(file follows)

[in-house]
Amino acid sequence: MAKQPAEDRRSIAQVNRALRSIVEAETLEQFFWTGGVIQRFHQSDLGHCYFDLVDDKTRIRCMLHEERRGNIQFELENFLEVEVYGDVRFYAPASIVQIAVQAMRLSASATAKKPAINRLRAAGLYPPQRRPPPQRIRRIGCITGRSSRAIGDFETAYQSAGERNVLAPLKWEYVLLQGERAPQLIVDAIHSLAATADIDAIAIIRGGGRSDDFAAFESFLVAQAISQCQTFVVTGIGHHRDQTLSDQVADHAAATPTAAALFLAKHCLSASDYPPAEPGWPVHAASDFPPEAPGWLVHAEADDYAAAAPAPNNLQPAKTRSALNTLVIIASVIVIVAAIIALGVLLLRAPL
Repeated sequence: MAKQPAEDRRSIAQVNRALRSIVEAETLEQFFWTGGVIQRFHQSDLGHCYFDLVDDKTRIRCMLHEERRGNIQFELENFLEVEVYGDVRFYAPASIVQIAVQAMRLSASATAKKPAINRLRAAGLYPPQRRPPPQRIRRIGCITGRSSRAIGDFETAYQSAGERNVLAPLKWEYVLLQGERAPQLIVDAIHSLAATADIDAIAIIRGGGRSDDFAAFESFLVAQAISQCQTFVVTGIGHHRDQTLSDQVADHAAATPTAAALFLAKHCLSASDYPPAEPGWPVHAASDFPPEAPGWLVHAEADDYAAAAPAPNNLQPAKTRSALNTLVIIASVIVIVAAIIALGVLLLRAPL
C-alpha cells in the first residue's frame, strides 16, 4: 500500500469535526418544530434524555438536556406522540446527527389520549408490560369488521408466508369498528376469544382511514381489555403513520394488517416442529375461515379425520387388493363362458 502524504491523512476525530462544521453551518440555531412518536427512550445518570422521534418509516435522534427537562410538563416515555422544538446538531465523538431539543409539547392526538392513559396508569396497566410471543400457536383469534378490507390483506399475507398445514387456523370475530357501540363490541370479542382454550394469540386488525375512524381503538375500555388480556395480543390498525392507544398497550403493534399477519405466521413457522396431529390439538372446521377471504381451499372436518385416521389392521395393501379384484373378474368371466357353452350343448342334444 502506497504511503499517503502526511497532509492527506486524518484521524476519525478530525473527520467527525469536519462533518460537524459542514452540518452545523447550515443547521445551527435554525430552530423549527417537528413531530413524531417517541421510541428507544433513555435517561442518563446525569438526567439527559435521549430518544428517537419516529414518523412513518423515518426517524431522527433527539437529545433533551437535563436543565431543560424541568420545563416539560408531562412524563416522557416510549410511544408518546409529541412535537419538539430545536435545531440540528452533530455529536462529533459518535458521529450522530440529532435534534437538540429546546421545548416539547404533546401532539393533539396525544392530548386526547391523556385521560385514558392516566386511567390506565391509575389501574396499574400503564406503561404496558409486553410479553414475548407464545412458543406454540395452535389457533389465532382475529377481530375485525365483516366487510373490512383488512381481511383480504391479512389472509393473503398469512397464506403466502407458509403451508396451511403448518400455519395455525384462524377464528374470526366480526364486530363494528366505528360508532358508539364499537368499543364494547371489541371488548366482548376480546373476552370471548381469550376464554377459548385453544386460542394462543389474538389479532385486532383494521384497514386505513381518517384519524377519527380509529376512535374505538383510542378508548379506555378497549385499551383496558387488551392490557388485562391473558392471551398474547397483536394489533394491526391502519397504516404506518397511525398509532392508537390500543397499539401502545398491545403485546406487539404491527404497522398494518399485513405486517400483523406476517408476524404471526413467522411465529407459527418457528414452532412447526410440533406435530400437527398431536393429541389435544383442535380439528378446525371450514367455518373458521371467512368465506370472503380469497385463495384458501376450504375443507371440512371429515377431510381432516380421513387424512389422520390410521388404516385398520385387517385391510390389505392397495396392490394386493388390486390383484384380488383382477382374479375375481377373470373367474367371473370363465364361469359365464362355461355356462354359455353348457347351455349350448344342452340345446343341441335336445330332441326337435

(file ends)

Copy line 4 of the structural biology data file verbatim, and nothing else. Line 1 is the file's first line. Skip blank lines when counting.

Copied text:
C-alpha cells in the first residue's frame, strides 16, 4: 500500500469535526418544530434524555438536556406522540446527527389520549408490560369488521408466508369498528376469544382511514381489555403513520394488517416442529375461515379425520387388493363362458 502524504491523512476525530462544521453551518440555531412518536427512550445518570422521534418509516435522534427537562410538563416515555422544538446538531465523538431539543409539547392526538392513559396508569396497566410471543400457536383469534378490507390483506399475507398445514387456523370475530357501540363490541370479542382454550394469540386488525375512524381503538375500555388480556395480543390498525392507544398497550403493534399477519405466521413457522396431529390439538372446521377471504381451499372436518385416521389392521395393501379384484373378474368371466357353452350343448342334444 502506497504511503499517503502526511497532509492527506486524518484521524476519525478530525473527520467527525469536519462533518460537524459542514452540518452545523447550515443547521445551527435554525430552530423549527417537528413531530413524531417517541421510541428507544433513555435517561442518563446525569438526567439527559435521549430518544428517537419516529414518523412513518423515518426517524431522527433527539437529545433533551437535563436543565431543560424541568420545563416539560408531562412524563416522557416510549410511544408518546409529541412535537419538539430545536435545531440540528452533530455529536462529533459518535458521529450522530440529532435534534437538540429546546421545548416539547404533546401532539393533539396525544392530548386526547391523556385521560385514558392516566386511567390506565391509575389501574396499574400503564406503561404496558409486553410479553414475548407464545412458543406454540395452535389457533389465532382475529377481530375485525365483516366487510373490512383488512381481511383480504391479512389472509393473503398469512397464506403466502407458509403451508396451511403448518400455519395455525384462524377464528374470526366480526364486530363494528366505528360508532358508539364499537368499543364494547371489541371488548366482548376480546373476552370471548381469550376464554377459548385453544386460542394462543389474538389479532385486532383494521384497514386505513381518517384519524377519527380509529376512535374505538383510542378508548379506555378497549385499551383496558387488551392490557388485562391473558392471551398474547397483536394489533394491526391502519397504516404506518397511525398509532392508537390500543397499539401502545398491545403485546406487539404491527404497522398494518399485513405486517400483523406476517408476524404471526413467522411465529407459527418457528414452532412447526410440533406435530400437527398431536393429541389435544383442535380439528378446525371450514367455518373458521371467512368465506370472503380469497385463495384458501376450504375443507371440512371429515377431510381432516380421513387424512389422520390410521388404516385398520385387517385391510390389505392397495396392490394386493388390486390383484384380488383382477382374479375375481377373470373367474367371473370363465364361469359365464362355461355356462354359455353348457347351455349350448344342452340345446343341441335336445330332441326337435